Fire drives seven families from homes

April 23, 2001

Fire drives seven families from homes

By STACEY DANZUSO / Staff Writer, Chambersburg

CHAMBERSBURG, Pa. - Seven families were displaced from their homes by a fire that raced through a South Second Street apartment building Monday morning.

One firefighter was treated for a hand injury sustained battling the blaze at 280 and 282 S. Second St.

The fire, which was called in at around 9:40 a.m., originated in a first-floor kitchen, according to fire officials.

Jackie Dawson said her son was the first to smell smoke. Lawrence, 18, had stayed home sick from Chambersburg Area Senior High School Monday, and he noticed smoke in the kitchen of their second-floor apartment.

Dawson said she at first thought it was a neighbor burning food, and she called her daughter, who lives in the apartment below.

"Smoke was coming out of the walls and the vents, and in a matter of seconds it was really bad," said Ebony Marks, Dawson's daughter.


They alerted other residents to the fire.

The fire began in the kitchen of one of the first floor apartments, said Trooper Skip Sydnor, Pennsylvania fire marshal.

He said a pan was found on the right rear burner of an electric stove and the burner was on.

The only person in the apartment at the time was an unidentified man who was found asleep in another room. He was not injured.

Chambersburg Fire Chief William Dubbs said the fire traveled through the walls and ceilings. He said firefighters had to knock down some walls and parts of the ceiling to extinguish the fire.

"There was no way to get to the fire without cutting through the walls and the ceiling," he said.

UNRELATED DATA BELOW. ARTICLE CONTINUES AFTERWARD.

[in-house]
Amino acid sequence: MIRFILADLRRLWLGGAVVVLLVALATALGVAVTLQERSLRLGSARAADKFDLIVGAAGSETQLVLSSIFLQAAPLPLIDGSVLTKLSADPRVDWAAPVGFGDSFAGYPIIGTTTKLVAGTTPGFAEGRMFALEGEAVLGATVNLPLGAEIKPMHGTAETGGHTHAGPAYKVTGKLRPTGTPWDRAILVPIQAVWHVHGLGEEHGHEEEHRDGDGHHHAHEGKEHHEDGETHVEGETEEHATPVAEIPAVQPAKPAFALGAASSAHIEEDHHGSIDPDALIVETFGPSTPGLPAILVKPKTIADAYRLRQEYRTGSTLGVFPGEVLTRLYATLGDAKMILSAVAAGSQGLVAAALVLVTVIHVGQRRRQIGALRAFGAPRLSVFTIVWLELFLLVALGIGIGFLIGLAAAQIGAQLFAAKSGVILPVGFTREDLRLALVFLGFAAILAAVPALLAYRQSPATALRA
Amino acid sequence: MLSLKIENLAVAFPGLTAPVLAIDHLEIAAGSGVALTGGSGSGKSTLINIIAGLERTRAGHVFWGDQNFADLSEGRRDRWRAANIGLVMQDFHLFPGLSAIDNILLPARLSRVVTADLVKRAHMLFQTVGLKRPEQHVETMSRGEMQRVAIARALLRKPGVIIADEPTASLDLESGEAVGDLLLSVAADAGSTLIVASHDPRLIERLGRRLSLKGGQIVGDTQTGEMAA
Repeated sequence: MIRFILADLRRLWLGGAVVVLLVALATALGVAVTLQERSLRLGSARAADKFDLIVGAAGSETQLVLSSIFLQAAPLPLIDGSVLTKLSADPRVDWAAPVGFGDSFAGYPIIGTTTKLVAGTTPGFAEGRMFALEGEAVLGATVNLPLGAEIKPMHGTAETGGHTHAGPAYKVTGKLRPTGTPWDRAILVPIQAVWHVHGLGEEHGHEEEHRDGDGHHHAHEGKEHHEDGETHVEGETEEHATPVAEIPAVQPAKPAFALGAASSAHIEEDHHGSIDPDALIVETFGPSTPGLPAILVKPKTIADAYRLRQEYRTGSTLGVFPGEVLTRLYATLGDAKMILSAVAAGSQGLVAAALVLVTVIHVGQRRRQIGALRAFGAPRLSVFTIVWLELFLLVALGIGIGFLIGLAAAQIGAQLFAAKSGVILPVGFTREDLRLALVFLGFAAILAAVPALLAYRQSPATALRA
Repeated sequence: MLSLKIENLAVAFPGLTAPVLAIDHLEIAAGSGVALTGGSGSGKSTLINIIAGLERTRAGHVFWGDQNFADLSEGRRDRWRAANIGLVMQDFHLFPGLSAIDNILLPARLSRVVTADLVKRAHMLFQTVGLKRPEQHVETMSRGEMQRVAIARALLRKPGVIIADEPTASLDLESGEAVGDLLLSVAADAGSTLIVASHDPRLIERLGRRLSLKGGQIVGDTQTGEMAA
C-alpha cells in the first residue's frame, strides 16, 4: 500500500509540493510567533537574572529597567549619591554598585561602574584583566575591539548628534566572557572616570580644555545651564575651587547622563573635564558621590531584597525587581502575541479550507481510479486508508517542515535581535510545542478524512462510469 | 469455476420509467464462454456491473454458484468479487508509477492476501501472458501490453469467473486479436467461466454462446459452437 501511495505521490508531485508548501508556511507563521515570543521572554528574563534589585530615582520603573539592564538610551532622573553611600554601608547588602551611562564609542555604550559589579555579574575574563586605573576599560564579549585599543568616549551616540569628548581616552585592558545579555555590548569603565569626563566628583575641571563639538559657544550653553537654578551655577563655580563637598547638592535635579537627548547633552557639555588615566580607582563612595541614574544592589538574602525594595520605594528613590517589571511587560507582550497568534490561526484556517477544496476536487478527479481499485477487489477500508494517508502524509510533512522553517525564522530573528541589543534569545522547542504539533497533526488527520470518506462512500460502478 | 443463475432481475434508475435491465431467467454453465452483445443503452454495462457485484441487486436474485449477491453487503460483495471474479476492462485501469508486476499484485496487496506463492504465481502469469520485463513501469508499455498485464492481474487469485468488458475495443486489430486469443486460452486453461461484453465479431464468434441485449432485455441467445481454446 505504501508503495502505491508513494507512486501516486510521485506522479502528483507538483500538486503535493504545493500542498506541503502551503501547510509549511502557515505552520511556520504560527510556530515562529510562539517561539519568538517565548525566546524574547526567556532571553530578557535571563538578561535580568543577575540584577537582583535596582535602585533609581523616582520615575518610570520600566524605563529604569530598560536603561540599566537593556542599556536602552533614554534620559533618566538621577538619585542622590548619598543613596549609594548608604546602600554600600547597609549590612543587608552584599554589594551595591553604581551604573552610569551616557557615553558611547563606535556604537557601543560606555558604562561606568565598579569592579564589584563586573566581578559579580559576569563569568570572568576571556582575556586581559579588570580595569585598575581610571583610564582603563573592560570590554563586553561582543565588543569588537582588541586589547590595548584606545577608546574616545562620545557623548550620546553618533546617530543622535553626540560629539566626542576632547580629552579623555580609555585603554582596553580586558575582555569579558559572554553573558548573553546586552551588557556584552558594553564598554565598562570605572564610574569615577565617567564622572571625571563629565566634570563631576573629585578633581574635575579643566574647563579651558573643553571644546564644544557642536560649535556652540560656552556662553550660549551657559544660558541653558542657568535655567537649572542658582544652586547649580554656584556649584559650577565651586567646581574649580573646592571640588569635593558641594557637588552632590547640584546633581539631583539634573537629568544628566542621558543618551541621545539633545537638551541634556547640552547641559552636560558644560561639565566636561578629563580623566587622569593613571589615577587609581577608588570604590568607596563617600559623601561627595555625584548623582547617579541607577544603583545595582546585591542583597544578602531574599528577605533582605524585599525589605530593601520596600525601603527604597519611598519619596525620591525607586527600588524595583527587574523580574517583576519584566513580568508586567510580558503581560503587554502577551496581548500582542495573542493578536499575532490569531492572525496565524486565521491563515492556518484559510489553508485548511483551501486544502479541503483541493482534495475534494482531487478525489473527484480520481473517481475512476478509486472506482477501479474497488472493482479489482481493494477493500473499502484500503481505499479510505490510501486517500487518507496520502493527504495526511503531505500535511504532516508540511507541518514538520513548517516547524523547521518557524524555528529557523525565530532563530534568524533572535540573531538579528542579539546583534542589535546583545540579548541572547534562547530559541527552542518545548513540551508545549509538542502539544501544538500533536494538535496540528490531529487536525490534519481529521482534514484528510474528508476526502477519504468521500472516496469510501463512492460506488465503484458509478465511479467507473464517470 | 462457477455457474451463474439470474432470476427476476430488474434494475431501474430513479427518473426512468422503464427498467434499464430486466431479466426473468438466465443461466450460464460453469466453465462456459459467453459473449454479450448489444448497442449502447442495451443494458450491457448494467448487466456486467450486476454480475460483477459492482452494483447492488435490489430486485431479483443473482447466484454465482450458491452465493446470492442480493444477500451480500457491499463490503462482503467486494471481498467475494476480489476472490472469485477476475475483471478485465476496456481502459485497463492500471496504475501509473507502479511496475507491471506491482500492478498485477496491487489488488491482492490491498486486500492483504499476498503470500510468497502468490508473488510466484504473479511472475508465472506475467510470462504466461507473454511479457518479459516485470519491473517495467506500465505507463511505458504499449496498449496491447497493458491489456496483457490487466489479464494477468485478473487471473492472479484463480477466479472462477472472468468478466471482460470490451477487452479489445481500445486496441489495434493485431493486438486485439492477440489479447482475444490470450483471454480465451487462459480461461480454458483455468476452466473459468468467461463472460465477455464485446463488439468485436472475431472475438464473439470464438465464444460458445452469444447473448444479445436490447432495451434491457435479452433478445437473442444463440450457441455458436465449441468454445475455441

About a dozen of the residents stood behind yellow fire police tape across the street while firefighters put out the blaze.

Houston Owens, who lived in a second-floor apartment, said that at first he didn't think the fire was a bad one.

"I started to smell a little smoke and then my neighbors started hollering at me to get out," Owens, 82, said. "I thought there wouldn't be much to it, so I waited."

He said a firefighter helped him down the stairs and out of the building.

"I'm glad his neighbors were home to warn him," said Loretta Gordon, Owens' daughter, who lives nearby.

By 12:30 p.m., firefighters were allowing some residents back into their apartments to retrieve their belongings.

Dubbs said the four apartments bordering Liberty Street sustained the most damage from heat and smoke. Three apartments on the other side of the building had no fire damage, but a lot of smoke damage.

"No one can stay at this point," Dubbs said.

He said the Red Cross would help the residents find housing, although several people said they would stay with family members.

Units from Chambersburg; Fayetteville, Pa.; Mont Alto, Pa.; and Shippensburg, Pa., were among the fire departments that responded to the scene.

One firefighter from the Franklin Fire Co. was injured when a piece of glass cut through his glove, Dubbs said.

He was treated at Chambersburg Hospital for a cut hand, he said.

Warm temperatures Monday morning made work uncomfortable for the firefighters, but there were no heat-related injuries, Dubbs said.

He advised people to carefully monitor food when cooking on a stove and to make sure burners are turned off.

"We do get quite a few calls involving food left on a stove. My advice is not to put anything on the stove if you're not going to be there to watch it," Dubbs said.

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